How to best use urine drug test (UDT) results in the management of opioid pharmacotherapy has not been elucidated. The purpose of this study was to describe how the results of UDTs gathered from a group of chronic pain patients in a high-risk monitored opioid pharmacotherapy program apply to treatment outcome.
Retrospective review of the medical records of 335 primary care patients on chronic opioids more than 22 months.
Patients with a UDT containing unprescribed opioids were more likely to demonstrate resolution of aberrant behavior (P = 0.02) and less likely to be discharged from treatment (P = 0.04). Patients with cocaine, alone or in combination, in the UDT were less likely to resolve aberrant behavior (P = 0.007 and 0.001), and were more likely to be electively or administratively discharged from treatment (P = 0.012 and 0.001).
In this group of high-risk pain patients on chronic opioids, information gained from UDT results can be used to predict treatment outcomes and inform appropriate interventions. Patients on chronic opioids who have a UDT positive for an illicit opioid or unprescribed opioids alone are more likely to respond to monitored opioid pharmacotherapy. Patients with a UDT positive for cocaine, alone or in combination, are less likely to resolve aberrant behavior within the structure of a monitored opioid pharmacotherapy program and are more likely to be discharged electively or administratively from the program without significant transition to addiction treatment. Further studies are needed to investigate which patient responded best to structured opioid pharmacotherapy programs and how to appropriately handle abnormal UDT results to improve the management and engagement in appropriate treatment for this population.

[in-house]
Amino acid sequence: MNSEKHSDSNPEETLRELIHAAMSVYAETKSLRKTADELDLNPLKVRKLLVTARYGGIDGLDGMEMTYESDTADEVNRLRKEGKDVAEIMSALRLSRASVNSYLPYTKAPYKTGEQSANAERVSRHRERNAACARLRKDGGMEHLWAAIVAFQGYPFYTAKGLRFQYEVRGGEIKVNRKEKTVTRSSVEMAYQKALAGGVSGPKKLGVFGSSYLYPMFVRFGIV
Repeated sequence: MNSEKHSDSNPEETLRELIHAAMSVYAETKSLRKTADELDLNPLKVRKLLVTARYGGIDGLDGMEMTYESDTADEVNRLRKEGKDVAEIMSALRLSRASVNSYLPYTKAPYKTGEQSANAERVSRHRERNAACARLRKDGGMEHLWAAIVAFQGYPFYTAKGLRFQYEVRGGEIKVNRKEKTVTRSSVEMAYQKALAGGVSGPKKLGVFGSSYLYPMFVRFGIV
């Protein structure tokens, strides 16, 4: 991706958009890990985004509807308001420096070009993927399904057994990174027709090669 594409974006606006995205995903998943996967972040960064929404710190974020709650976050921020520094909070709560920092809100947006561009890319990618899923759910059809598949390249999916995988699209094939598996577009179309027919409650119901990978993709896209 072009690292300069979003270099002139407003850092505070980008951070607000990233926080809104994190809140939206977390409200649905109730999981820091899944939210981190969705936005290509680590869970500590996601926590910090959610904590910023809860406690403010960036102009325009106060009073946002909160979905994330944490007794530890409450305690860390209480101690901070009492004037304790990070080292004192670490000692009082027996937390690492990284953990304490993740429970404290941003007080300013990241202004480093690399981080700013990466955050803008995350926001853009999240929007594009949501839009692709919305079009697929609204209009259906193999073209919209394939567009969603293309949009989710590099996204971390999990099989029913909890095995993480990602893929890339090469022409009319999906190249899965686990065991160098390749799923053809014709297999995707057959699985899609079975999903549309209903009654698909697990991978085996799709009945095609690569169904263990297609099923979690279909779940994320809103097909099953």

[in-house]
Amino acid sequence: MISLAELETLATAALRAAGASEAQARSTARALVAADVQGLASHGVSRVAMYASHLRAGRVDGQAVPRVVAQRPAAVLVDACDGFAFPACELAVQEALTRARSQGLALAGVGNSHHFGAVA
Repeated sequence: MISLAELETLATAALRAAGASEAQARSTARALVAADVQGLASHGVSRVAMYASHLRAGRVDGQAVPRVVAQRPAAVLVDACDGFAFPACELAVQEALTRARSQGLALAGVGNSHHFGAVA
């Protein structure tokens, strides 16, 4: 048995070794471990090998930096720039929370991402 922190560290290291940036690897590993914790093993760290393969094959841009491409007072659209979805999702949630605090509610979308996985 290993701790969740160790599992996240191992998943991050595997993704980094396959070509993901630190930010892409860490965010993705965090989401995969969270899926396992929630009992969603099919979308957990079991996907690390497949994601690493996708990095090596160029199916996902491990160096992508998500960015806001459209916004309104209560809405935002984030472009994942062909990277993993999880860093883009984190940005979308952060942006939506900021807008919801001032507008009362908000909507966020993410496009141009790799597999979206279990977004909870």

From the Department of Psychiatry and Behavioral Sciences (KSB), Medical University of South Carolina, Charleston, SC; Department of Internal Medicine (WCB), Yale University School of Medicine, New Haven, CT; Philadelphia VA Medical Center (NLW, DWO, RMG), Philadelphia, PA; and Department of Psychiatry (SM, DWO, RMG), Department of Anesthesia (RMG), and School of Nursing (SHM), University of Pennsylvania, Philadelphia, PA.
Received for publication July 30, 2009; accepted September 29, 2009.
Send correspondence and reprint requests to Kelly S. Barth, DO, Department of Psychiatry and Behavioral Sciences, Medical University of South Carolina, 67 President Street, PO Box 250861, Charleston, SC 29425. E-mail: email@example.com.
Supported by VISN-4 Competitive Pilot Project Funding (to N.S.L.).